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Volume 1, No. 4 - September 2012

Case Notes

Bureau of Investigation

The following are instances in which licensees or other persons violated the Florida Insurance Code and the administrative action the department has taken against them.
Note: All administrative investigations are subject to referral to the Division of Insurance Fraud for criminal investigation.

Case: The ad in the local paper said, “Free dinner at Bonefish Grill and a discussion on how to survive in today’s economy”. An elderly couple noticed this ad and figured why not get a free dinner and possibly learn something useful? The ad further stated that it was a, “free no obligation tax and investment seminar” put on by an agent. The couple attended the dinner and found the seminar intriguing and the agent very persuasive. They decided to make an appointment with the agent to find out more. The husband, a conservative investor, eventually purchased seven annuities and a life policy based on the agent's recommendations. Three years later, the husband passed away. Within just a few days after the death, the agent contacted the widow stating he would have to make “some changes” to the annuities due to her husband’s passing. These so-called “changes” in the investments included closing out two annuities in her husband’s name and purchasing new annuities in her name. The lump sum distribution from the closed out annuities caused over $30,000 in penalties and surrender charges. The agent had neglected to explain that a better option available to the widow would be a simple ownership change made to the existing annuities, no transfers or losses would be necessary. The agent put earning a commission above the needs of his client.
Disposition: Fined $10,000; required to complete three hours of continuing education in ethics training. The senior victim obtained a monetary judgment against the agent.

Case: A four-count Administrative Complaint filed against a health agent alleged that he aided or represented an unauthorized insurer, Association of Independent Managers (AIM) also known as Chief Executive Officers Club (CEO), resulting in unpaid medical claims incurred by ten Florida consumers, and that he used funds he received for the nonexistent insurance productsas as if they were commissions.
Disposition: License revoked; required to make restitution on funds he received for uninsured plans; required to pay valid unpaid claims of those consumers listed in the Administrative Complaint.

Case: A title agent, vice president and agent in charge for a title insurance agency, conducted numerous real estate closings in which she overcharged for regulated fees and failed to refund the overpayment to the appropriate party. On three real estate closings, she charged for real estate taxes that were not outstanding. She misappropriated escrow funds by purchasing official checks from escrow accounts, endorsing those checks with the phrase "not used for intended purpose", then depositing the funds into the operating account of the title agency. She failed to return the funds that were collected for the real estate taxes and left those funds within the operating account of the agency.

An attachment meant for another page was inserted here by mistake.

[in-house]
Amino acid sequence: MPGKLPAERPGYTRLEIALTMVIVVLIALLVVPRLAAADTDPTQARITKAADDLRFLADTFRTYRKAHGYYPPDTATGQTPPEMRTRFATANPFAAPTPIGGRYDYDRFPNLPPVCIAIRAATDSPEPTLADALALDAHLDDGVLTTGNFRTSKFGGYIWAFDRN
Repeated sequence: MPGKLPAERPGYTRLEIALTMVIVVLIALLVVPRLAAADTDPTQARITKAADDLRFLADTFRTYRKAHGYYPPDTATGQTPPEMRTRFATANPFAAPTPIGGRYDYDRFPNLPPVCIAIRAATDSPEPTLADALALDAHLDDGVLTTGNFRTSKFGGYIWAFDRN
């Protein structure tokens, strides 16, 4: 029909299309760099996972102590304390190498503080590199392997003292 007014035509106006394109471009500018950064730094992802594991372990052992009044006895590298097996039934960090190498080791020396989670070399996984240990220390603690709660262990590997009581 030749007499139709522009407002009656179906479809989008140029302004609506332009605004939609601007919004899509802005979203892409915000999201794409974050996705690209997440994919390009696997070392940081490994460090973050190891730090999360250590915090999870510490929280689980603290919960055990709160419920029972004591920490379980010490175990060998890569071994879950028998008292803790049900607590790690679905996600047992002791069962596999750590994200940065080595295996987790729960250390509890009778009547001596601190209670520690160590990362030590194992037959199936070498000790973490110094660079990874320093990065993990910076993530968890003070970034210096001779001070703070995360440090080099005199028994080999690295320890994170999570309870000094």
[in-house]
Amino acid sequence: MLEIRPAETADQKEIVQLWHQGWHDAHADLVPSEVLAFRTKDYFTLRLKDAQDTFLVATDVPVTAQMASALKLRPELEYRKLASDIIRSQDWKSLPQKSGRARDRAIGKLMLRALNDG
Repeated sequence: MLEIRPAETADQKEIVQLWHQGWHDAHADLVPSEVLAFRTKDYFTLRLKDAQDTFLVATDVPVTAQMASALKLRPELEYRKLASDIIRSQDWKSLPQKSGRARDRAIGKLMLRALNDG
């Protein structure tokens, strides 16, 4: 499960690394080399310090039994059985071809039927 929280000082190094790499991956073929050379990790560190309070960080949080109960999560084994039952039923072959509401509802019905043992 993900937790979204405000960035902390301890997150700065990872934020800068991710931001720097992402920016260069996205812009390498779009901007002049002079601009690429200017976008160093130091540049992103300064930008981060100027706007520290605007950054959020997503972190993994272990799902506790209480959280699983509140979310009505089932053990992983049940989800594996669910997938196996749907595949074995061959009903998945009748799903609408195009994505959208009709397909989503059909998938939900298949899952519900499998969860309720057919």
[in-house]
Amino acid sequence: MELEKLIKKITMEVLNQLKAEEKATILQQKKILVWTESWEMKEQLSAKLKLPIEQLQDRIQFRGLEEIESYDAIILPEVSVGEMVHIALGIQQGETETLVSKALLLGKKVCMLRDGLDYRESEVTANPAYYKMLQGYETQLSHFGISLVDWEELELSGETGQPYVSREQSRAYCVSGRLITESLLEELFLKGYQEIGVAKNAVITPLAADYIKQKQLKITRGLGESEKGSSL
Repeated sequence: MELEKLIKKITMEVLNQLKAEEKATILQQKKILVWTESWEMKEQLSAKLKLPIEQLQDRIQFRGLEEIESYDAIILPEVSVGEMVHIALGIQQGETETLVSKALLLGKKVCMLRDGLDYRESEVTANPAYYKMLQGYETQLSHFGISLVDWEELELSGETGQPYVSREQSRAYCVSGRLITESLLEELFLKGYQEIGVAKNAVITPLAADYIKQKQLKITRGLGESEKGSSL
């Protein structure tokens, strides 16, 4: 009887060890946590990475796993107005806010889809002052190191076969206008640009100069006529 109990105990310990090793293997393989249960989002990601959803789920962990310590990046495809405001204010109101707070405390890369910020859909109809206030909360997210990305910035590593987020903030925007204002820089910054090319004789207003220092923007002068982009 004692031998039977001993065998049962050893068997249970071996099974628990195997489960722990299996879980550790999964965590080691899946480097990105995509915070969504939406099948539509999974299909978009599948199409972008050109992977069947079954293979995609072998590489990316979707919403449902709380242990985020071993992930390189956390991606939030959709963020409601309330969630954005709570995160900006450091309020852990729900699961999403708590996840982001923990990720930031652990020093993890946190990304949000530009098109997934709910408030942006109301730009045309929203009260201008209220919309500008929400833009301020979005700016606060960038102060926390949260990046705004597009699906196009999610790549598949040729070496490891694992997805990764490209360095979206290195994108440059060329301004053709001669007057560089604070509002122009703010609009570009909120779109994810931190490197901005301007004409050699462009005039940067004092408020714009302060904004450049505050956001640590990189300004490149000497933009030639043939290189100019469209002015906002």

Disposition: License revoked. She was arrested by the Division of Insurance Fraud and charged with felony misappropriation of escrow funds.

Case: A life, health and variable annuity agent submitted 18 fraudulent insurance applications using fictitious identities and submitted automatic bank draft authorization forms to the company without the knowledge or consent of the insured. By doing so, she misappropriated over $13,750 from the company by receiving commissions for the fraudulent applications.
Disposition: License revoked. She was arrested for grand theft, sentenced to probation, and was ordered to pay restitution to the company in the amount of $13,750.49.

Case: A bail bond agent, according to his surety company, failed to submit collected bond premiums for bail bonds he executed and also failed to repay the surety for bail bond judgments paid to the Clerk of Court. The total amount owed to the surety was in excess of $35,000.
Disposition: License suspended for 12 months; ordered to pay restitution to his surety company.

Case: An investigation was opened on a supervising public adjuster and his apprentice. Consumer complaints were received on the apprentice, which revealed the public adjuster was permitting the apprentice to solicit business for his adjusting firm, without directly supervising his actions.
Disposition: The apprentice surrendered his license and his application for licensure as a public adjuster was denied. The supervising public adjuster was fined $2,500; ordered to pay costs of $5,000; placed on probation for one year and is prohibited from supervising any additional public adjuster apprentices.

Case: A life, health and variable annuity agent acting as a benefits representative for a transportation company, switched existing supplemental health coverage policies from the current carrier to a new carrier, without the knowledge and consent of the policyholders. Because one employee of the transportation company had cancer, benefits were denied to the employee during her treatment. The Department was able to intervene and have her original policy reinstated without a lapse in coverage.
Disposition: License revoked. The agent was arrested for felony scheme to defraud.